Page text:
Once your vinyl record doesn’t play smoothly, and there are frequent sound distortions or skipping, you know your turntable needs fixing. One of the most common problems found in record players is the wearing down of the stylus. Most manufacturers have their own recommended period before you should replace the needle of your turntable. Still, if you notice any differences, you should replace them before the said amount of time, usually around a couple of years.
If you don’t replace your needle as soon as you notice any unwanted changes, you could be damaging your vinyl records with every play. But before you cash in for a new stylus, here’s a few things you should know that will help you with your purchase.
Cartridge vs. Stylus
It’s easy to assume that needle replacement is the cure as soon as things go wrong with your record player. However, that isn’t always the case. Sometimes, the problem lies in the cartridge. This part of the turntable is also susceptible to degradation and produces effects similar to a worn-down stylus. Albeit, this is a rare occurrence.
If you are sure that the needle needs replacing, examine your record player model and determine if the cartridge is non-removable. If this happens, then you can easily change the stylus. On the other hand, if screws are mounting your cartridge to the player, you can also replace the whole cartridge with the stylus.
Another critical factor to consider is the stylus shape. It is a vital part of choosing your purchase because the condition of the needle dramatically affects the sound performance of the record player. It also determines the alignment precision, imaging, and depth of the sound. Spherical, elliptical, and line are just some of the many shapes to choose from. The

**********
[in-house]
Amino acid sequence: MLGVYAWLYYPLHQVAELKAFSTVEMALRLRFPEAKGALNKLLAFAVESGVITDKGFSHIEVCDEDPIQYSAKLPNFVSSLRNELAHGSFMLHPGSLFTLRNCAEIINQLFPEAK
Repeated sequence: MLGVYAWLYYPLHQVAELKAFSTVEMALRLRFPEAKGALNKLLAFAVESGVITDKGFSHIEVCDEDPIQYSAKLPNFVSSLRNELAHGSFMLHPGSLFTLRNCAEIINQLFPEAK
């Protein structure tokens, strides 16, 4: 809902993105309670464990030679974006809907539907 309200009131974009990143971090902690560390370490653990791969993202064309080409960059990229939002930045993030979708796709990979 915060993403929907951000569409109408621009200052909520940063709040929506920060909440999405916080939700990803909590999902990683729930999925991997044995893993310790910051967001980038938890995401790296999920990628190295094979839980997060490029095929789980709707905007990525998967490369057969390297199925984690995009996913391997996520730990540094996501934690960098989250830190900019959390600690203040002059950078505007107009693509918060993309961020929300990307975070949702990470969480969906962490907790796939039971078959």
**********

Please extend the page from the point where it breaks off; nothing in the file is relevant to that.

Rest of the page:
Shibata stylus, on the other hand, provides extended bass and higher frequencies. Satisfied users shared that Jico replacement styli have good Shibata options to offer.
It’s good to know which shape will best suit your playing needs. For example, performance-wise, you can’t go wrong with the elliptical, Shibata, and line tip, hence making them more expensive. These styles also wear down faster because of the increased contact with the vinyl record. Meanwhile, the spherical tip is relatively cheaper, easier to use, and wears down slower, but it is not the best audio-wise.
After you’ve decided on the stylus shape, check in again with your turntable model and make sure it is compatible with your record player.
Know Their Lifespan
Replacing your stylus as soon as you notice any distortion or damage in your record playing is crucial to your turntable’s health. The noise and static you hear when this happens will damage your records and degrade their quality over time. While most will say 1000 hours is the average playing time before replacing your needle, this may vary with different models and manufacturers.
It is advisable that you also check the lifespan of the stylus before finalizing your decision. This will give you a proper estimate as to when to replace it again. Knowing how long until your needle wears out also prevents you from further damaging your records and helps you maintain their integrity.